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I am currently working on a recommendation system for daily news. At first, I evaluated all the recommender algorithms and their corresponding settings (e.g., similarities, factorizers, ...etc) implemented in Mahout. Since we want to recommend daily news for users, we use the reading behavior of each user collected two days ago as training set, data of the next day as the testing set. The evaluated RMSE is good, the best recommender is SVD+SGD, so we implemented the recommender on our system for several days of trial run.

However, the result, the actually recommended news, seems to be not very attractive for real users ("not attractive" here means, the users feel like "why you recommend this to me?"). So we decided another approach: use the tags and categories and their relationship to do the main job of recommendation, the result from CF is for just supporting.

This makes me wonder if CF if not appropriate for some kind of content. Because I also worked on movie and music recommendation, CF is a good tool. But for news, it seems not the case.

Can anyone explain why this happening, and also give some guideline about how to choose appropriate recommendation methods? Thanks:)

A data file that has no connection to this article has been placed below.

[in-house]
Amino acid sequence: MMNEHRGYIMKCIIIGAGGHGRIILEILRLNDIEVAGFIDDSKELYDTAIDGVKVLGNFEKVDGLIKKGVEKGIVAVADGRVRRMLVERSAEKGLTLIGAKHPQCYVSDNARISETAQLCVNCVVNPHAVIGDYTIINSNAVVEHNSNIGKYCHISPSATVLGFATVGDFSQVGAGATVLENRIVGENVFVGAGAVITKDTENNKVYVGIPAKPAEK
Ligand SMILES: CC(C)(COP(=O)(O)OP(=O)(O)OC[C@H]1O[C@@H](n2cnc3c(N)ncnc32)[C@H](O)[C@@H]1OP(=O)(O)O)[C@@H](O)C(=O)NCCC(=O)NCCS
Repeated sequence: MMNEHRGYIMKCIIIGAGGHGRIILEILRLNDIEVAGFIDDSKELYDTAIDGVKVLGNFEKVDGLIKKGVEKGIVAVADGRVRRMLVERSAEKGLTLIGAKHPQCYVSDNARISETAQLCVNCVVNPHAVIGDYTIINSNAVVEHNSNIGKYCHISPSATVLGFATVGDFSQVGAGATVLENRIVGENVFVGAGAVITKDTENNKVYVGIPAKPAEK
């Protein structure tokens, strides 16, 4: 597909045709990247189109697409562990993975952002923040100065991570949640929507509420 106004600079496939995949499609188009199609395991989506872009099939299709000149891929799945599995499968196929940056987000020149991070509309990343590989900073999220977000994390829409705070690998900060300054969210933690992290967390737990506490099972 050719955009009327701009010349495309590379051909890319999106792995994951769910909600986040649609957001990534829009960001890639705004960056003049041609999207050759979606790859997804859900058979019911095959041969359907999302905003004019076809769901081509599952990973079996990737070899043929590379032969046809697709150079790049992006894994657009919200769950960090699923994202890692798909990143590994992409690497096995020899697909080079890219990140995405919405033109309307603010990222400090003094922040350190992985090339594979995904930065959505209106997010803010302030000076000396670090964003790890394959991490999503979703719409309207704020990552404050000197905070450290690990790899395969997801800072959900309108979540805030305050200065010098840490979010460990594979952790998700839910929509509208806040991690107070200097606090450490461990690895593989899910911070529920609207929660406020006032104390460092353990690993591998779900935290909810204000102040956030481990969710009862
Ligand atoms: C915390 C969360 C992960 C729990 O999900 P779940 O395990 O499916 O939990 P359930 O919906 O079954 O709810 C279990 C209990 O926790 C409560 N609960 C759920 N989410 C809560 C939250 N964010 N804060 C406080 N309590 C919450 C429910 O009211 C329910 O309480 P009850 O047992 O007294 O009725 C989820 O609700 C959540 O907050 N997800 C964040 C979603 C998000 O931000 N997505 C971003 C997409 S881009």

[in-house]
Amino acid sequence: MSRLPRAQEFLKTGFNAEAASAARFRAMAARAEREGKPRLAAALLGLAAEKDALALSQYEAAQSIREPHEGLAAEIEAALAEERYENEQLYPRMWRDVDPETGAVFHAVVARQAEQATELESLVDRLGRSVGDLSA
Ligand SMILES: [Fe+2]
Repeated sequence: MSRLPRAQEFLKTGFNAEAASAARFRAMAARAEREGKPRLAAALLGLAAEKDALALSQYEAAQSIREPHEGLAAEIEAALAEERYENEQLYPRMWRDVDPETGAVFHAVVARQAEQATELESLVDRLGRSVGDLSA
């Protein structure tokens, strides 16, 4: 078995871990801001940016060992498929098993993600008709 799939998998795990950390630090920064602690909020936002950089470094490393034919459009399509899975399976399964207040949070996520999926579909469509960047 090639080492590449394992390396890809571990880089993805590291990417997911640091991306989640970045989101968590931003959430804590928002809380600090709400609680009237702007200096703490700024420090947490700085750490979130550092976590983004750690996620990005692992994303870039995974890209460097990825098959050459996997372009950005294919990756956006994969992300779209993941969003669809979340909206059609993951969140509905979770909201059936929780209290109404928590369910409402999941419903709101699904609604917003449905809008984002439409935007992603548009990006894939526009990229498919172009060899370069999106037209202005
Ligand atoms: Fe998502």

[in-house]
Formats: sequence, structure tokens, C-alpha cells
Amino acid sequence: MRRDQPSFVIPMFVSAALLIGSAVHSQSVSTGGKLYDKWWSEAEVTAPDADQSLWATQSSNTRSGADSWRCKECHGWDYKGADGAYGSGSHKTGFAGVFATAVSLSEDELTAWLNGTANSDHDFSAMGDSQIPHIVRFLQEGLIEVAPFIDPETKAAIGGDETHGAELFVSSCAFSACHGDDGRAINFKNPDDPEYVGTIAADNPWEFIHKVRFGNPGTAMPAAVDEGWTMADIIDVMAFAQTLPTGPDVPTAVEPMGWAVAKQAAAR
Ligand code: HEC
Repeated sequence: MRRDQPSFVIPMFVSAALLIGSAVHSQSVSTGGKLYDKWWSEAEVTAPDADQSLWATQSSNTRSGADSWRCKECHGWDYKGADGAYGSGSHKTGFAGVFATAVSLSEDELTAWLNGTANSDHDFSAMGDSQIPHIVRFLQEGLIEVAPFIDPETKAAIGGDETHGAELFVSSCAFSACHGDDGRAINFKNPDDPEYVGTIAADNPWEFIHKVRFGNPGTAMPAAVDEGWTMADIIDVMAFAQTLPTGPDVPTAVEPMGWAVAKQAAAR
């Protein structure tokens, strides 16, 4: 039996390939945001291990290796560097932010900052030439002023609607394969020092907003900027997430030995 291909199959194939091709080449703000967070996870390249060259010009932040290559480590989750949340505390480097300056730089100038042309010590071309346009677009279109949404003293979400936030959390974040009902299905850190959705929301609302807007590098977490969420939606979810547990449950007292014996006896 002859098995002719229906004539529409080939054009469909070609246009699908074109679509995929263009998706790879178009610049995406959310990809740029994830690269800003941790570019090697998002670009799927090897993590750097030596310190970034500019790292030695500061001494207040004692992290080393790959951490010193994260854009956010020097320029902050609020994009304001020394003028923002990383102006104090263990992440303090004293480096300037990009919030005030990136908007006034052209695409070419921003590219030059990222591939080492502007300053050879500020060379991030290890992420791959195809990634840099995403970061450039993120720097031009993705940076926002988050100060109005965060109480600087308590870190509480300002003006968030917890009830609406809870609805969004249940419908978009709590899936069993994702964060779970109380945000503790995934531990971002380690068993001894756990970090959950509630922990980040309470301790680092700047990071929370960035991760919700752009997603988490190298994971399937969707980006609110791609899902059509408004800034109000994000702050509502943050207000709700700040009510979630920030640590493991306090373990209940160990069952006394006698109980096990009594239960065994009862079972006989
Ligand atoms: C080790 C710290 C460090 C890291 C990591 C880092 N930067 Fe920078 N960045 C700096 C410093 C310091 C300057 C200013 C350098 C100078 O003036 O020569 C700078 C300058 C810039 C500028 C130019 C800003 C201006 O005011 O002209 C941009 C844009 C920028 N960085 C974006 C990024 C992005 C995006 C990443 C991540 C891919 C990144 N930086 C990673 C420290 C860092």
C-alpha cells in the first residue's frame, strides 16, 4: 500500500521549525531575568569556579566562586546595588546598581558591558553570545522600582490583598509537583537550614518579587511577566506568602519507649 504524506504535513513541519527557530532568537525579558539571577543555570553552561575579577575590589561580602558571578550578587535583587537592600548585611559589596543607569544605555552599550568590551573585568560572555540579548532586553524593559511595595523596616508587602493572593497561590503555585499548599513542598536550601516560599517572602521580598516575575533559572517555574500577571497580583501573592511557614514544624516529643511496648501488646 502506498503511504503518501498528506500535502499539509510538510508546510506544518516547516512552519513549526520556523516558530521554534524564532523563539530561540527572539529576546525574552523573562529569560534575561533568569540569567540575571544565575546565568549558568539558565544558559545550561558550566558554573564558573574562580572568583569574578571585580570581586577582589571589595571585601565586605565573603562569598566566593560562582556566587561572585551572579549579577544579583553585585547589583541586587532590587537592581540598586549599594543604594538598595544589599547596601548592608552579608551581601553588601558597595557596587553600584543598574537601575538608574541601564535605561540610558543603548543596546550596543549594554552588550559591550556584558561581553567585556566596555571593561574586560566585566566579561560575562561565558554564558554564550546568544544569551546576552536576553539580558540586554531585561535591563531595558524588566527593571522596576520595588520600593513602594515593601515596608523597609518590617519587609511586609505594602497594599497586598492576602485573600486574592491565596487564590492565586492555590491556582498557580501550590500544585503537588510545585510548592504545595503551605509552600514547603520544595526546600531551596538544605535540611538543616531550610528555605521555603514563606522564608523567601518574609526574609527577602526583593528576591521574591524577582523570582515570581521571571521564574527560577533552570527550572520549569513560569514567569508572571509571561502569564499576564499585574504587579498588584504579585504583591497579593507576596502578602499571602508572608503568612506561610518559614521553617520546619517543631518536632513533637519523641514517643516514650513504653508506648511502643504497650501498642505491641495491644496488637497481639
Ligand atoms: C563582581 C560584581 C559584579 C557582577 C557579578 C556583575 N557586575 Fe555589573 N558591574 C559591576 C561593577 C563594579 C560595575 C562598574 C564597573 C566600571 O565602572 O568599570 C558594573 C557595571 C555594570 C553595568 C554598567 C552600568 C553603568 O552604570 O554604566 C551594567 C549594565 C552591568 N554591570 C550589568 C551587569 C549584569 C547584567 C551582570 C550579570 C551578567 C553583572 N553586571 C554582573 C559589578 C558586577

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The key is establishing a proper validation metric.

I notice you talk about how you tried different recommendation algorithms, but at the end of the day you evaluated them all with RMSE. But there's no particular reason to believe that minimizing RMSE generates a "subjectively better" recommendation experience for the user - it just happens to be convenient, and happens to work well in some industries, but there is no real reason why it must.

RMSE is measuring how well your recommender algorithm is predicting user behavior. But that's not the same as measuring recommendation quality. Maybe users value something else - familiarity, or serendipity, or some other quality of the item being recommended. Users don't really care about being predicted.

Given your results, if you want to understand your users further, I'd focus my efforts in coming up with a mathematical metric that more closely matches the target you care about - user satisfaction - rather than RMSE. Once you know what metric you're trying to optimize, the algorithm to optimize it is much easier to select!

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Different domains might require different approaches, the news domain being one of the more elusive ones. News items are extremely short-lived (one, maybe two days): the very items the user viewed two days ago are just not interesting anymore. Also, CF works well if a large amount of items have "enough" events (that is, lots of users have viewed/rated them), and depending on the size of your data, most news items just don't collect enough views during their lifetime for classical CF methods to be effective.

For this reason, news recommender systems tend to use some combination of content-based filtering (the tags and categories you mention), popularity-based recommendation (this often discarded approach might work well for news), and recency scoring. There is some literature around it, try googling for "news recommender system".

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